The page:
Civil Rights and Civil Liberties for Family Caregivers
May 11, 2010
Hosted by Dr. Gordon Atherley
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Dr Deborah Peel is a practicing physician and founder of the US organization, Patient Privacy Rights. Ms Micheal Vonn is a lawyer and the Policy Director of the British Columbia Civil Liberties Association. Both are deeply involved in pressing for better protection of healthcare privacy in the increasingly electronic world of healthcare. They highlight the services that their organizations provide and highlight those most likely to be helpful to family caregivers, in all types of families, who provide care for a family member. They explain the types of risks that loss of healthcare privacy may create for family caregivers and the family members they care for, and they way these risks can undermine relationships within the family. They discuss the effectiveness of privacy laws in the protection of privacy for family caregivers and family members. They say what changes they would like to see for improving healthcare privacy for family caregivers and the family members they care for.
Family Caregivers Unite!
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Family caregivers are the people who provide care to partners, parents, children, brothers, sisters, cousins, friends, neighbors and even co-workers. They are the people who provide care when everyone else has gone home. They are the people who organize the functioning of the home for the person with special needs, and for the family as a whole. They are the coordinators of care, the managers of appointments, the preventers of loneliness, and the makers of decisions even to the point of Power of Attorney. And they are so often people who themselves are burdened with their own health challenges and who may be in only marginally better health than the persons to whom they are providing family caregiving.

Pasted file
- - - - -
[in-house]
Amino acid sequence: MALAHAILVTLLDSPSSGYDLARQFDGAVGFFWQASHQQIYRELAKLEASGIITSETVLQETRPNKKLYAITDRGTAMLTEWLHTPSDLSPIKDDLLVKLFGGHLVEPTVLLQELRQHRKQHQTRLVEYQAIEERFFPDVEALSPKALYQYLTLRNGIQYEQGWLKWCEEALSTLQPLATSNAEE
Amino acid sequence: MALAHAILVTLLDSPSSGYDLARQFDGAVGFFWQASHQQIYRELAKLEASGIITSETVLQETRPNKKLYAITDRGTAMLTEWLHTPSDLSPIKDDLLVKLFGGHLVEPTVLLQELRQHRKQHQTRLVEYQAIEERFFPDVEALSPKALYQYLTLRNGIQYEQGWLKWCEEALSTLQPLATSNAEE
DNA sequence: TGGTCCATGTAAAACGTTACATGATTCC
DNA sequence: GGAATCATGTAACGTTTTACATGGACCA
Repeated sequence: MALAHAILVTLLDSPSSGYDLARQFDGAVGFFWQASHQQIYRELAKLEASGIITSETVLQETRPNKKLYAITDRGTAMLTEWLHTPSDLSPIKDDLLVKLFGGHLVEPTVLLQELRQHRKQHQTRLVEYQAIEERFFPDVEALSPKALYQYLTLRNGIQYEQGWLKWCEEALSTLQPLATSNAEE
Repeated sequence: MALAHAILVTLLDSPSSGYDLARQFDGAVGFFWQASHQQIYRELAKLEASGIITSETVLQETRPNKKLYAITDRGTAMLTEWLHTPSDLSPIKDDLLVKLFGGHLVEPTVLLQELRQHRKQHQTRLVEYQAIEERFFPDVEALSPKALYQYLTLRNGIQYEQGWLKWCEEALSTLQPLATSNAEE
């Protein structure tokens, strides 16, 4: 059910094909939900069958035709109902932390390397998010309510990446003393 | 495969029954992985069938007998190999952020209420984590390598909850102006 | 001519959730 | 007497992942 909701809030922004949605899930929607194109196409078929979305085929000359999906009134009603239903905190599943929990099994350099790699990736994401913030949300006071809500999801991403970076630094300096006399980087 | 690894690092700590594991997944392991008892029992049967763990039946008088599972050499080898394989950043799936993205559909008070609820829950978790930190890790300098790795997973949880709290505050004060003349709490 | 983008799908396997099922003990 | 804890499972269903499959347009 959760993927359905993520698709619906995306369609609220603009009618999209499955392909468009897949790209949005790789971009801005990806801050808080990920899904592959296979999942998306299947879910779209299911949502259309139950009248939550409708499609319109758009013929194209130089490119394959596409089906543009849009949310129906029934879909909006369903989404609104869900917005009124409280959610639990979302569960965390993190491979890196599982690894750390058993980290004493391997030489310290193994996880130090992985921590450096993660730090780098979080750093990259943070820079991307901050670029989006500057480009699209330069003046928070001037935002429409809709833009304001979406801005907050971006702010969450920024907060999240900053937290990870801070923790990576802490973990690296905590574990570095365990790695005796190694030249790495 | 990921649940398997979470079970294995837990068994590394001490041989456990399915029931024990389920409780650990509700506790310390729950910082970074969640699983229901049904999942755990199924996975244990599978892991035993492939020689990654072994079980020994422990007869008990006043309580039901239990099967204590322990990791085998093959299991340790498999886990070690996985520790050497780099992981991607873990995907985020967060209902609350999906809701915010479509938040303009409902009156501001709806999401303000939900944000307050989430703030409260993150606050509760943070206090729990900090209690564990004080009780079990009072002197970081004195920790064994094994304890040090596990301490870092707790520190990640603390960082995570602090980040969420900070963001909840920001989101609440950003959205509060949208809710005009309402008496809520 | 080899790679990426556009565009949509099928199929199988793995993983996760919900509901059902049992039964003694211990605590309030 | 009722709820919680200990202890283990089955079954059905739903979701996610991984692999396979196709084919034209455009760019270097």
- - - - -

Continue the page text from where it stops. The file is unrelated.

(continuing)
Dr. Gordon Atherley
Dr Gordon Atherley holds the British equivalent of the Canadian PhD and MD degrees, and LLD, Honoris Causa, from Canada’s Simon Fraser University. His awards include Fellow of the Royal Society of Arts, UK. His medical specialties are occupational medicine and public health.
As first President and Chief Executive Officer of the Canadian Centre for Occupational Health and Safety, the Canadian equivalent of the US National Institute of Occupational Safety and Health, he led the creation of Canada’s electronic information service in occupational health and safety, now used in more than 40 countries.
In academia, he held senior, tenured, full-time positions, including departmental chair, in university faculties of physics, engineering, and medicine. He is the author of a textbook and numerous articles and publications.
Since retiring from medical practice, he’s built up Greyhead Associates, which critically researches the safety, effectiveness and fairness of health services for persons with special needs.
Through Virtual Care International, a company of which he’s President, he’s involved in providing sensible technology to family caregivers to help them with their responsibilities, workloads, and concerns.
Now an activist, he urges family caregivers to unite because, more and more, it’s not just their families who depend on them, it’s also the healthcare system as a whole, as it struggles to meet more and more needs of more and more people.